DataScience@NIH

Driving Discovery Through Data

0 New FOA: Big Data to Knowledge (BD2K) Community-Based Data and Metadata Standards Efforts
/ 08.29.16

By Astrid Haugen

Big Data to Knowledge (BD2K) announces the release of a Request for Application RFA-ES-16-010 “Community-Based Data and Metadata Standards Efforts (R24)”.  Within this context, "community" encompasses a broad range of stakeholders, including technical developers, librarians, scientific domain experts, researchers, information scientists, vendors, funders, publishers, patient advocacy groups, and other end-users.  This program addresses important standards-related issues and gaps raised by community members in response to a Request for Information (RFI) NOT-ES-15-002 "Making Data Usable--A Framework for Community-Based Data and Metadata Standards Efforts for NIH-Relevant Research" (Summary Report), as well as their participation in two related meetings:  Frameworks for Community-based Standards Efforts Workshop (2013) and Community-based Data and Metadata Standards Workshop (2015).

Biomedical Big Data encompasses many kinds of data, including clinical and pharmaceutical to biomolecular and genomic.  The BD2K initiative aims to address many of the problems in finding and integrating these different forms of data from across a full spectrum of NIH-supported research for reuse, as well as discovering a more unified view of the data.  To help with this challenge, it is essential to have uniform data and metadata (also called “data about the data”) standards.  For the purpose of this RFA, data and metadata standards are more simply defined as rules to describe how biomedical data are recorded.  These rules are applied to data exchange, data format, and data semantics.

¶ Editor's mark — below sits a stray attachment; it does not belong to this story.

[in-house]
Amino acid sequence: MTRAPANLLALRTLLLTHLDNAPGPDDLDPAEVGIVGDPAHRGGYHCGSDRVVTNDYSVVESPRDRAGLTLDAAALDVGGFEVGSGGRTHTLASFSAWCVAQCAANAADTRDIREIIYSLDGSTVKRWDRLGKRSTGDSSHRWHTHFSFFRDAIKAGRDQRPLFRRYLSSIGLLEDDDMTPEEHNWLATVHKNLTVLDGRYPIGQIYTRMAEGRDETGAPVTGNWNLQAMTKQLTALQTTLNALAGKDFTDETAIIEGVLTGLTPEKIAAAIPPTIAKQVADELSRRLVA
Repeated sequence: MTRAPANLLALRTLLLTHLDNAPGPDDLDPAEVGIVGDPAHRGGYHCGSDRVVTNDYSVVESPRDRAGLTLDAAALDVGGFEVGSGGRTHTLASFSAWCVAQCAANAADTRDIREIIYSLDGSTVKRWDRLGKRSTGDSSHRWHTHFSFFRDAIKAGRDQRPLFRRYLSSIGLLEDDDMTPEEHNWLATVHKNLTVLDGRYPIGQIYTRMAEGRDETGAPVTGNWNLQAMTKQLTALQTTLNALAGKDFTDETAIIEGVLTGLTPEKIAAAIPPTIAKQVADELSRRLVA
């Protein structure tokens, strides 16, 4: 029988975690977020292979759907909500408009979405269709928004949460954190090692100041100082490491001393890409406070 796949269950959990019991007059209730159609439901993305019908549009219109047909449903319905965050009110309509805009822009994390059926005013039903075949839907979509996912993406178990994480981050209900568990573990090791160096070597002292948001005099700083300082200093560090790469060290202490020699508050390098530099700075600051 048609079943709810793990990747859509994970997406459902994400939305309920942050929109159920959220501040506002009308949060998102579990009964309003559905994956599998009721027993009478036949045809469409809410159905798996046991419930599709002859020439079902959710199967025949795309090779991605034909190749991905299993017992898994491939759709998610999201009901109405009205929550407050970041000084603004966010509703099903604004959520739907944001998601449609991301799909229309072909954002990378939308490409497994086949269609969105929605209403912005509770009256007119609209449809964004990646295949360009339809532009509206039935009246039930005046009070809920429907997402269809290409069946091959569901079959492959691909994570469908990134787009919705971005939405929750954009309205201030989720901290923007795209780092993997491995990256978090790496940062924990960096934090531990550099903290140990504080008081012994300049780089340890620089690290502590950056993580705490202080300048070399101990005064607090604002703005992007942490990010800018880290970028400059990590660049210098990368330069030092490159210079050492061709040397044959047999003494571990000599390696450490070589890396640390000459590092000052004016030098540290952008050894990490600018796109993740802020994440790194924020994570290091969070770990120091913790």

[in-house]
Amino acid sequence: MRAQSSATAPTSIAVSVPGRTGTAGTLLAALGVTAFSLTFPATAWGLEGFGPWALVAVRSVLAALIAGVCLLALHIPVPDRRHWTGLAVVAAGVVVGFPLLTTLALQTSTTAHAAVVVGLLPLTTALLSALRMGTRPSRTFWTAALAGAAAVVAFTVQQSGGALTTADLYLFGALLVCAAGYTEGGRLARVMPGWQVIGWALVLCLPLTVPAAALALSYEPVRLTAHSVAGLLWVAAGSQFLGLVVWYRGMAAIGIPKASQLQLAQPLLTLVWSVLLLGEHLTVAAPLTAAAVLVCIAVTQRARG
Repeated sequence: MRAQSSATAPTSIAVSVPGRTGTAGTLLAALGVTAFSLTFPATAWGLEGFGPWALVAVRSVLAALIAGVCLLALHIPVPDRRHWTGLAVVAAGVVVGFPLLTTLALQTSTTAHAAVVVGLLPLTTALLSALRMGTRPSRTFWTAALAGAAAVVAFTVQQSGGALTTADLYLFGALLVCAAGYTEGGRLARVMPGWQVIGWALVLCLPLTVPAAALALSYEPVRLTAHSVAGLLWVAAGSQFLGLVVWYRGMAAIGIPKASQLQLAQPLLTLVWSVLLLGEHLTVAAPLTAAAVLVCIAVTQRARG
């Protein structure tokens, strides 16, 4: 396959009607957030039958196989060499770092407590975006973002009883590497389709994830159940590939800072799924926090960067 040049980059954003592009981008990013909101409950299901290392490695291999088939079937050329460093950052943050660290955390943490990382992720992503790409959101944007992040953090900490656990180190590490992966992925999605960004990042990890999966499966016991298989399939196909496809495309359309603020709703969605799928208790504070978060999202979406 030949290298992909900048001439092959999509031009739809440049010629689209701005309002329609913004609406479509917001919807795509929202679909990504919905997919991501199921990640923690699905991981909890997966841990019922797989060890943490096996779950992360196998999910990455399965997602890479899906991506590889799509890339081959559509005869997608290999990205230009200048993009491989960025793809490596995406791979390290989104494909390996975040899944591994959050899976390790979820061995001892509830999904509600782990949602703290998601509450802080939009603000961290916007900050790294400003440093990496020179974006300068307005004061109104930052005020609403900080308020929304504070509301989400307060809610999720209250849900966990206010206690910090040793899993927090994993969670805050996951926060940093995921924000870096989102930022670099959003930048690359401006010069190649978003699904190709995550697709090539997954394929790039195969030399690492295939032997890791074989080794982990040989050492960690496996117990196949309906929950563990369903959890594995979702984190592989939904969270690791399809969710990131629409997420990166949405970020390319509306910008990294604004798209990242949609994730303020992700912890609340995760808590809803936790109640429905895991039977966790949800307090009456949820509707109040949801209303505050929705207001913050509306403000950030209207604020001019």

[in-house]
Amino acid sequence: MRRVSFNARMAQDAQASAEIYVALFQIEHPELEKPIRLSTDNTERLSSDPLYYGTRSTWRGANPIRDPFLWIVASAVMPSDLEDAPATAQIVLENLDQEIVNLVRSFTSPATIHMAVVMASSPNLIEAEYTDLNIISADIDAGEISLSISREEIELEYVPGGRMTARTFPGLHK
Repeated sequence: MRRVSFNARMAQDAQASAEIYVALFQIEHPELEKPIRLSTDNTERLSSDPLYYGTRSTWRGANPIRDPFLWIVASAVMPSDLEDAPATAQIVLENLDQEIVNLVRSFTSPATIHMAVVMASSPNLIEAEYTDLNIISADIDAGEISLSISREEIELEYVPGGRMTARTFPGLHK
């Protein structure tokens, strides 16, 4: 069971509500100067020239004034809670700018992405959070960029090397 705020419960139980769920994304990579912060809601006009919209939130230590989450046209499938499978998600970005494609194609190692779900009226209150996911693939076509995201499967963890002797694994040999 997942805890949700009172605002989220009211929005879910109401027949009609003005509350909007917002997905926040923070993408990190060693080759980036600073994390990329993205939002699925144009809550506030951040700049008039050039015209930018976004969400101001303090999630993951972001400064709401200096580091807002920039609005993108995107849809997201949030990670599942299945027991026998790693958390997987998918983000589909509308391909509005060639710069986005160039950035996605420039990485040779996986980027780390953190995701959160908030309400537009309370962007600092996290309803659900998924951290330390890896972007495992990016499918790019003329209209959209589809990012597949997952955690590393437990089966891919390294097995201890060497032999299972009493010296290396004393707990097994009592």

This funding opportunity targets community-based standards related activities at any point in their lifecycle with emphasis on the following:

  • Data and metadata standards, and/or pertinent tool development, is necessary to make biomedical data more FAIR (Findable, Accessible, Interoperable and Reusable).  Projects may support activities at any point in the data standards lifecycle and should build on existing partnerships, infrastructure, and resources whenever possible.  Both short-term and longer-term projects are eligible.  
  • Community engagement and community interest must be demonstrated as well as a plan for meaningful engagement of the end-user communities and relevant stakeholders in the process.
  • Data sharing and repurposing is indispensable to the future of biomedical science.  The data/metadata standard(s) and any associated tools or products developed will be made freely available to the scientific research community via a curated, searchable portal.  Projects are asked to address long-term maintenance and sustainability of data standards after the NIH award period has ended.  Issues to be considered include approaches for dissemination, evaluation, and updating/refinement.  

The receipt deadline for applications is October 19, 2016, with an optional letter of intent due September 19, 2016.

For additional information, email Astrid Haugen or call 919-541-4415.

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